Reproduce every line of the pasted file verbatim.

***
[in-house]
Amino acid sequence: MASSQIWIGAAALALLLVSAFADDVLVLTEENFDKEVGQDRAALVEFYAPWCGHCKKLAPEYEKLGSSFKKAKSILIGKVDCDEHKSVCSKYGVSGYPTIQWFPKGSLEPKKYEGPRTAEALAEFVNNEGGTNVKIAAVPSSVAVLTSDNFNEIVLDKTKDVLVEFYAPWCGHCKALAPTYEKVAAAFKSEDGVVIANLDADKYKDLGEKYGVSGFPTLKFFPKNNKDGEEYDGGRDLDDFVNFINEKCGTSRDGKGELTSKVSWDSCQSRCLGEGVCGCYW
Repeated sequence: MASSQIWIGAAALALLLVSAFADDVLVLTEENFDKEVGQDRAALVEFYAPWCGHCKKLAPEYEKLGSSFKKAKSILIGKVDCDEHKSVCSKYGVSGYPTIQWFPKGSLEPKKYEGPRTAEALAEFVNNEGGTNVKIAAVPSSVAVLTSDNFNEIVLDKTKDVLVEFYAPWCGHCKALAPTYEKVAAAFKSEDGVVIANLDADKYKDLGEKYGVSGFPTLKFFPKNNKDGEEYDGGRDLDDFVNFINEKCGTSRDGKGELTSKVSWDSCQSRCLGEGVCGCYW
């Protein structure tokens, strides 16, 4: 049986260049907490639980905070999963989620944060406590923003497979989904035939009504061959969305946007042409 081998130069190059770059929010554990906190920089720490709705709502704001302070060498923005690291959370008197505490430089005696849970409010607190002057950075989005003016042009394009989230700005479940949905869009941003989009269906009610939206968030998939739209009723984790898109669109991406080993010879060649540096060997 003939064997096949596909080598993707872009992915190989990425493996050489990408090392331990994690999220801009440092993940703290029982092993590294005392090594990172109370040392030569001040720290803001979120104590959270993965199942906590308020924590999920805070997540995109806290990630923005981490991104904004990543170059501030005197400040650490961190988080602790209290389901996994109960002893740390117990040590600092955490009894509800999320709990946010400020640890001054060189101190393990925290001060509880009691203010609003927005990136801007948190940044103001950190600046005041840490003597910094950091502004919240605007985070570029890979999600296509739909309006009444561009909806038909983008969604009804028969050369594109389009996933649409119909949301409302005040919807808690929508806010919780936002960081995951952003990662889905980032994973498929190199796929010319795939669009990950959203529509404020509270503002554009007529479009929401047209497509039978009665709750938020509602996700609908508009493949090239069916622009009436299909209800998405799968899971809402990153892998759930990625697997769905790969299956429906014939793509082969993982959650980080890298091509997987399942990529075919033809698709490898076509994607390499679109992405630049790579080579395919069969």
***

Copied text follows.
[in-house]
Amino acid sequence: MASSQIWIGAAALALLLVSAFADDVLVLTEENFDKEVGQDRAALVEFYAPWCGHCKKLAPEYEKLGSSFKKAKSILIGKVDCDEHKSVCSKYGVSGYPTIQWFPKGSLEPKKYEGPRTAEALAEFVNNEGGTNVKIAAVPSSVAVLTSDNFNEIVLDKTKDVLVEFYAPWCGHCKALAPTYEKVAAAFKSEDGVVIANLDADKYKDLGEKYGVSGFPTLKFFPKNNKDGEEYDGGRDLDDFVNFINEKCGTSRDGKGELTSKVSWDSCQSRCLGEGVCGCYW
Repeated sequence: MASSQIWIGAAALALLLVSAFADDVLVLTEENFDKEVGQDRAALVEFYAPWCGHCKKLAPEYEKLGSSFKKAKSILIGKVDCDEHKSVCSKYGVSGYPTIQWFPKGSLEPKKYEGPRTAEALAEFVNNEGGTNVKIAAVPSSVAVLTSDNFNEIVLDKTKDVLVEFYAPWCGHCKALAPTYEKVAAAFKSEDGVVIANLDADKYKDLGEKYGVSGFPTLKFFPKNNKDGEEYDGGRDLDDFVNFINEKCGTSRDGKGELTSKVSWDSCQSRCLGEGVCGCYW
């Protein structure tokens, strides 16, 4: 049986260049907490639980905070999963989620944060406590923003497979989904035939009504061959969305946007042409 081998130069190059770059929010554990906190920089720490709705709502704001302070060498923005690291959370008197505490430089005696849970409010607190002057950075989005003016042009394009989230700005479940949905869009941003989009269906009610939206968030998939739209009723984790898109669109991406080993010879060649540096060997 003939064997096949596909080598993707872009992915190989990425493996050489990408090392331990994690999220801009440092993940703290029982092993590294005392090594990172109370040392030569001040720290803001979120104590959270993965199942906590308020924590999920805070997540995109806290990630923005981490991104904004990543170059501030005197400040650490961190988080602790209290389901996994109960002893740390117990040590600092955490009894509800999320709990946010400020640890001054060189101190393990925290001060509880009691203010609003927005990136801007948190940044103001950190600046005041840490003597910094950091502004919240605007985070570029890979999600296509739909309006009444561009909806038909983008969604009804028969050369594109389009996933649409119909949301409302005040919807808690929508806010919780936002960081995951952003990662889905980032994973498929190199796929010319795939669009990950959203529509404020509270503002554009007529479009929401047209497509039978009665709750938020509602996700609908508009493949090239069916622009009436299909209800998405799968899971809402990153892998759930990625697997769905790969299956429906014939793509082969993982959650980080890298091509997987399942990529075919033809698709490898076509994607390499679109992405630049790579080579395919069969």